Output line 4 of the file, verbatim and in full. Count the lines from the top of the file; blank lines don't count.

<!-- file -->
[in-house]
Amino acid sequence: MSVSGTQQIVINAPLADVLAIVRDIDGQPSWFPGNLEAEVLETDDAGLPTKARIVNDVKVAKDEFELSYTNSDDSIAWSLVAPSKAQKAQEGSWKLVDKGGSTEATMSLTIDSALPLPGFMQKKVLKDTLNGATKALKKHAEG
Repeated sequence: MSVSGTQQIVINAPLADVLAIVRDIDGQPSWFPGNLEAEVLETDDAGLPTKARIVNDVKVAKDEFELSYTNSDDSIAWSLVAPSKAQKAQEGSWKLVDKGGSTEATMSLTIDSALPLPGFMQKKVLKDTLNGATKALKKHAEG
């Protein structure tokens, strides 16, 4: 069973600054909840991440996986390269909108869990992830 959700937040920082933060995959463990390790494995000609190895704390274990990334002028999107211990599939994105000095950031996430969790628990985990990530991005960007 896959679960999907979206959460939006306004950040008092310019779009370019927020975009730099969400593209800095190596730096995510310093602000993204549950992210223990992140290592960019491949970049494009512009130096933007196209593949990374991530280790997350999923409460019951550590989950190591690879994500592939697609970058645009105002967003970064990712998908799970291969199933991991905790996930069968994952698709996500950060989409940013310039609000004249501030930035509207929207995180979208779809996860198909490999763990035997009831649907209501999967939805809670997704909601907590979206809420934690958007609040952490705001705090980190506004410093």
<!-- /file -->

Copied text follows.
């Protein structure tokens, strides 16, 4: 069973600054909840991440996986390269909108869990992830 959700937040920082933060995959463990390790494995000609190895704390274990990334002028999107211990599939994105000095950031996430969790628990985990990530991005960007 896959679960999907979206959460939006306004950040008092310019779009370019927020975009730099969400593209800095190596730096995510310093602000993204549950992210223990992140290592960019491949970049494009512009130096933007196209593949990374991530280790997350999923409460019951550590989950190591690879994500592939697609970058645009105002967003970064990712998908799970291969199933991991905790996930069968994952698709996500950060989409940013310039609000004249501030930035509207929207995180979208779809996860198909490999763990035997009831649907209501999967939805809670997704909601907590979206809420934690958007609040952490705001705090980190506004410093």